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Anna and the King of Siam

by Margaret Landon
Harper Paperbacks, 1999; Originally published in 1944

Anna Leonowens, a proper Englishwoman, was an unlikley candidate to change the course of Siamese (Thai) history. A young widow and mother, her services were engaged in the 1860’s by King Mongkut of Siam to help him communicate with foreign governments and be the tutor to his children and favored concubines. Stepping off the steamer from London, Anna found herself in an exotic land she could have only dreamed of lush landscape of mystic faiths and curious people, and king’s palace bustling with royal pageantry, ancient custom, and harems. One of her pupils, the young prince Chulalongkorn, was particularly influenced by Leonowens and her Western ideals. He learned about Abraham Lincoln and the tenets of democracy from her, and years later he would become Siam’s most progressive king. He guided the country’s transformation from a feudal state to a modern society, abolshing slavery and making many other radical reforms.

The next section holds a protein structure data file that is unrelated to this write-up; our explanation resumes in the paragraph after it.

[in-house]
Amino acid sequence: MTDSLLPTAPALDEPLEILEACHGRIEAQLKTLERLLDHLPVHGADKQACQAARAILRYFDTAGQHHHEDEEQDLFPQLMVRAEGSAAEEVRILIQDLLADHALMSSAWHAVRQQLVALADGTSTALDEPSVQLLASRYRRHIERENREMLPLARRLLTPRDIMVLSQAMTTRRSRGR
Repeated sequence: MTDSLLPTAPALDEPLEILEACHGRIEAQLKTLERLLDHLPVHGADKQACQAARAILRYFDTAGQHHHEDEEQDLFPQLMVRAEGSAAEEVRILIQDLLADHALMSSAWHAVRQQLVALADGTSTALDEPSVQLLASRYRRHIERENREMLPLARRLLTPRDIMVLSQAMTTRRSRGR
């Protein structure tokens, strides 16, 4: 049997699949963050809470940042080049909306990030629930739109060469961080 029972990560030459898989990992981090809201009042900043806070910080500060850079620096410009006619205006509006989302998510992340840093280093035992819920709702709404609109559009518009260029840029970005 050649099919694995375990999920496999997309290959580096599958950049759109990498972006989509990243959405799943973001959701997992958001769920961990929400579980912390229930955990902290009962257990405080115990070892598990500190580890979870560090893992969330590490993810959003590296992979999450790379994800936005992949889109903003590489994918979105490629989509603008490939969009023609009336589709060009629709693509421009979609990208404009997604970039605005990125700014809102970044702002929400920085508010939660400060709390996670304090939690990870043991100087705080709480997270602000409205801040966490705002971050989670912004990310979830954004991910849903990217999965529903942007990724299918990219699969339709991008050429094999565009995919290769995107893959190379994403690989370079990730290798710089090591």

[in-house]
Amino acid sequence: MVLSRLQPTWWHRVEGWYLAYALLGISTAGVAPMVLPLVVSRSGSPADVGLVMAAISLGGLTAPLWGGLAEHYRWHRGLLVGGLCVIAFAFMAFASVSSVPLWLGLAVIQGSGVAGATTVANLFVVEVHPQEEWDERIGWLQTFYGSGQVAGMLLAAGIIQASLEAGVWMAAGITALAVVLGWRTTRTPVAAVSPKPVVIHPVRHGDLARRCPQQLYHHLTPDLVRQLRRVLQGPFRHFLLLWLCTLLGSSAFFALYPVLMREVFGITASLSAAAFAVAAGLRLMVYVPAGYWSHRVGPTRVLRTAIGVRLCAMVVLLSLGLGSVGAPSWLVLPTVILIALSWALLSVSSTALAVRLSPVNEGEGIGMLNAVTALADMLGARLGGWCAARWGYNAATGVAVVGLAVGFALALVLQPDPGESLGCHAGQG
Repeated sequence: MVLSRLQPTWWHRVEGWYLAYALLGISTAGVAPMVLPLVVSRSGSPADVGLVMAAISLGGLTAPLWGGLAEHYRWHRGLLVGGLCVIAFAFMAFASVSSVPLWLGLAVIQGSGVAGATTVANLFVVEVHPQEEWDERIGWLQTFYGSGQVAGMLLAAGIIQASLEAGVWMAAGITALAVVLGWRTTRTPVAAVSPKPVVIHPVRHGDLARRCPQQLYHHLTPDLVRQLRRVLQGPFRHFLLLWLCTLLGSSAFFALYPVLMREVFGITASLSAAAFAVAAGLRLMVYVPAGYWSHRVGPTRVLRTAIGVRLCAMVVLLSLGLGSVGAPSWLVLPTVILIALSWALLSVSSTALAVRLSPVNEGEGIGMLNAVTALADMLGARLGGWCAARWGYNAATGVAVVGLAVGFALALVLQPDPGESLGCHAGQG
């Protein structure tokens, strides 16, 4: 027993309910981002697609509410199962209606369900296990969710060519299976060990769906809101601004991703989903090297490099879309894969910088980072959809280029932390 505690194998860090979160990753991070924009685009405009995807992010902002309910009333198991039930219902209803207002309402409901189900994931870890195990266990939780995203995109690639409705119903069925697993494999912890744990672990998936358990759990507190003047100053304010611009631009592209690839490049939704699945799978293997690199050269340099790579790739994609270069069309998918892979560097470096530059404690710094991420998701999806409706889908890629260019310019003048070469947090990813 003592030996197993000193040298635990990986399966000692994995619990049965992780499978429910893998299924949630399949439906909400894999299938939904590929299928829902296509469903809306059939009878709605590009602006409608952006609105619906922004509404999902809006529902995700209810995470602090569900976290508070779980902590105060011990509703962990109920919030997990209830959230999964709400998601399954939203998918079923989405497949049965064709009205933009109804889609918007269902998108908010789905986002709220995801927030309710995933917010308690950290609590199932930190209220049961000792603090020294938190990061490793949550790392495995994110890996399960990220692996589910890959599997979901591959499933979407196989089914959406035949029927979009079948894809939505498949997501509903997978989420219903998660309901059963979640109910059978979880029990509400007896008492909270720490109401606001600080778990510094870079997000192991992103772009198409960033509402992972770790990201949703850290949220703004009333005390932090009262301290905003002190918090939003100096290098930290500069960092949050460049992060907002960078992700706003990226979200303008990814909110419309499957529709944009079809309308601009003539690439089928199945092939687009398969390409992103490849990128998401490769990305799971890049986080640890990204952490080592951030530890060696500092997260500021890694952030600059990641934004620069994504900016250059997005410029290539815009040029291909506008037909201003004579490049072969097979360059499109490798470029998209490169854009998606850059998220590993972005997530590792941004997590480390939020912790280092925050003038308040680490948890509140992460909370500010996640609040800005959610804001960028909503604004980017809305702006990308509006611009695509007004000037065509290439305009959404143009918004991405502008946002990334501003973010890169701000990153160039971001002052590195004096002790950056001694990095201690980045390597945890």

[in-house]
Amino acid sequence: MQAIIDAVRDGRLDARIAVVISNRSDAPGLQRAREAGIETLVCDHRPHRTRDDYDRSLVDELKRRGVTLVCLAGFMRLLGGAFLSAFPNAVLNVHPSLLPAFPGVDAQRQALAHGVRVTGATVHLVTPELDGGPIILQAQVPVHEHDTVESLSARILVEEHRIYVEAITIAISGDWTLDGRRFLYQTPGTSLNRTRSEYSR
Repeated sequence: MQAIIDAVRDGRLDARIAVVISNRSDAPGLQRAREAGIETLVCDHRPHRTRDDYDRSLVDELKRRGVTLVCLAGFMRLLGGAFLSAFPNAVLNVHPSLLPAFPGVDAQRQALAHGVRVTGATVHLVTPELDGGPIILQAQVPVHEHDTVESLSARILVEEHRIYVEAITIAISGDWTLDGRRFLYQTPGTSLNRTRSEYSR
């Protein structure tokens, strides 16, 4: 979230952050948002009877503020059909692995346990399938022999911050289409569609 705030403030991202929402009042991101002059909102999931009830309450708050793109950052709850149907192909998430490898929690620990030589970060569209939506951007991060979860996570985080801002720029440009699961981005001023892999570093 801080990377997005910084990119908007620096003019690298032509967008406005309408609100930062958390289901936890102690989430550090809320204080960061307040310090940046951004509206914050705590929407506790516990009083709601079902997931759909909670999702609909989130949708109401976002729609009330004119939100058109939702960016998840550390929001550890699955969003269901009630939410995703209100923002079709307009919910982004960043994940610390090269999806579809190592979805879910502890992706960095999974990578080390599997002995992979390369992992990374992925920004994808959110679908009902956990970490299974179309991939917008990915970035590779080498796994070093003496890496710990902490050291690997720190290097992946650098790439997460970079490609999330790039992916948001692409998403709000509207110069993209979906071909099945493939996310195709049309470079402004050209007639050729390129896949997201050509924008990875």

Weaving meticulously researched facts with beautifully imagined scenes, Margret Landon recreates an unforgettable portrait of life in a forgotten extotic land. Written more than fifty years ago, and translated into dozens of languages, ” Anna and the King of Siam “(the inspiration for the magical play and film “The King and I”)continues to delight and enchant readers around the world.

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Romance of the Harem

by Anna Leonowens
University of Virginia Press, 1991; Originally published in 1873

The author is Anna Leonowens, the lovely English governess to the children of the King of Siam whose story is immortalized, highly romanticized in the Rogers & Hammerstein musical “The King and I” (1951). “Truth is often stranger than fiction,” writes Leonowens. Fiction based on fact, embellished to fascinate the reader and get the point across, is perhaps a more precise description of all the gruesome torture and persecutions of the ladies of the harem by the King who was a Buddhist monk and abbot for 26 years before ascending to the throne.

King Mongkut’s harem was so immense it encompassed an enormous complex within the Grand Palace in Bangkok called the Nang Harm (“Veiled Women”), surrounded by a high wall, housing the royal princesses, wives, and concubines of the king. It was a world of its own, complete with Amazon-women guards, prisons, judges and executioners, but also schools and theaters. Here the women carried out their connubial duty to produce the king’s heirs. When King Mongkut died he left behind 66 royal children.